US, Guatemalan forces raid extremist haredi Lev Tahor cult compound

The sect has been accused of forcing girls as young as 12 years old into marriages with much older men within the sect.

Jerusalem Post/July 7, 2021

By Idan Zonshine

n a joint operation with the FBI, local Guatemalan police raided the compound of the extremist ultra-Orthodox (haredi) cult, Lev Tahor, arresting at least two top officials in the cult, Israeli and Jewish media reported on Tuesday evening.

According to multiple sources, the arrested cult-members in question are Yoel and Shmuel Weingarten, who reportedly have arrest warrants against them in the US for kidnapping and child abuse.

US and Guatemalan forces have performed several raids on the cult's leaders and members in recent years, mainly for kidnapping and child abuse charges, arresting their leader Yaakov Weinstein last March. In 2019, four members were indicted for kidnapping two children whose mother had taken them, wanting to return the children to Lev Tahor.

According to local reports, the operation began last week when an FBI agent, along with two National Civil Police (PNC) agents infiltrated the compound on a farm - located in the village of El Amatillo, in Oratorio, Santa Rosa - while posing as people carrying humanitarian aid.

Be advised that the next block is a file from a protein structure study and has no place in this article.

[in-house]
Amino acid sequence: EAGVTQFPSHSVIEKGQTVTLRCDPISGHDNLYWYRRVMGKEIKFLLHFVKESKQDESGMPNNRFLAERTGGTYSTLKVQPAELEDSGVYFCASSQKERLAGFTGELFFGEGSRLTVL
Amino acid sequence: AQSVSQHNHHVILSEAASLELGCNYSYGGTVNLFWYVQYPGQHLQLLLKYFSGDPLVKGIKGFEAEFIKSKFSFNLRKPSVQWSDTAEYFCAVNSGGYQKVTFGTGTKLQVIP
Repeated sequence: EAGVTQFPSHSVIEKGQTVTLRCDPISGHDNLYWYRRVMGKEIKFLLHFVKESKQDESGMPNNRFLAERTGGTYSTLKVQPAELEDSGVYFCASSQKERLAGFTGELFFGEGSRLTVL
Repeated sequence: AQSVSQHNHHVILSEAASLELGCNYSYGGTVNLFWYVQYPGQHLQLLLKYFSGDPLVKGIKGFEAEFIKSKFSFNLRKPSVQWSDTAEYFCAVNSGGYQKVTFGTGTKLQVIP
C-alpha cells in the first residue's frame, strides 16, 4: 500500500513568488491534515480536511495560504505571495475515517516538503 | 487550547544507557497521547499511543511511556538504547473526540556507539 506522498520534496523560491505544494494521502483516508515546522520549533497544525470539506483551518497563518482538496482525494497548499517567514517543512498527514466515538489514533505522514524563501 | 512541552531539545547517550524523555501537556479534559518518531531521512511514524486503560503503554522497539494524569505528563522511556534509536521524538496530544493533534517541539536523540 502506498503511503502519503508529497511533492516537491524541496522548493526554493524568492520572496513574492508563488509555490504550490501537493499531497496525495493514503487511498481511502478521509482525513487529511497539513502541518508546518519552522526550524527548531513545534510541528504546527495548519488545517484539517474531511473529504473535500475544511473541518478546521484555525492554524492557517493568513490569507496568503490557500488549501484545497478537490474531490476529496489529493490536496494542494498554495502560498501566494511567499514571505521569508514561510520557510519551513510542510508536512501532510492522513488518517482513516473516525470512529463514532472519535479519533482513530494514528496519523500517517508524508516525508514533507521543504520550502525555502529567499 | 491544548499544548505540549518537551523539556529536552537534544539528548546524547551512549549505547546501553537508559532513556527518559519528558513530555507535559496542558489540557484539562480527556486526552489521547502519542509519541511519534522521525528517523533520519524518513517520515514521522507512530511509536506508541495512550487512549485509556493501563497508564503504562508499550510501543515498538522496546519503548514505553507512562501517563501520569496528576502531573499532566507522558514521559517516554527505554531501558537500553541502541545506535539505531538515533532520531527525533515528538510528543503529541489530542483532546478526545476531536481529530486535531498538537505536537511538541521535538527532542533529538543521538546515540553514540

The subsequent raid included 100 police officers and 40 police cars, since authorities feared that cult members would riot in order to allow the suspects to escape, Israel Hayom reported.

A spokesman for the cult told local media that the raid was illegal and that the detainees were Guatemalan citizens. "The FBI has no authority to operate in this country," the senior official, whose name was not mentioned, said.

The sect has been accused of forcing girls as young as 12 years old into marriages with much older men within the sect.

Founded in New York in the late 80's, Lev Tahor settled in Canada in 2003. The group's founder Slomo Helbrans was convicted for kidnapping a child he was tutoring in the early 90's in New York, but released after only two years in prison.

After being deported to Israel in 2000, Helbrans took his movement to Canada in 2003 where the cult remained for 10 years before rousing the interest of Canadian authorities, after which they collectively fled to Guatemala.

Shlomo Helbrans drowned in Mexico in 2017, leaving control of the group in the hands of his son Nachman and some associates who are believed to be even more extremist.

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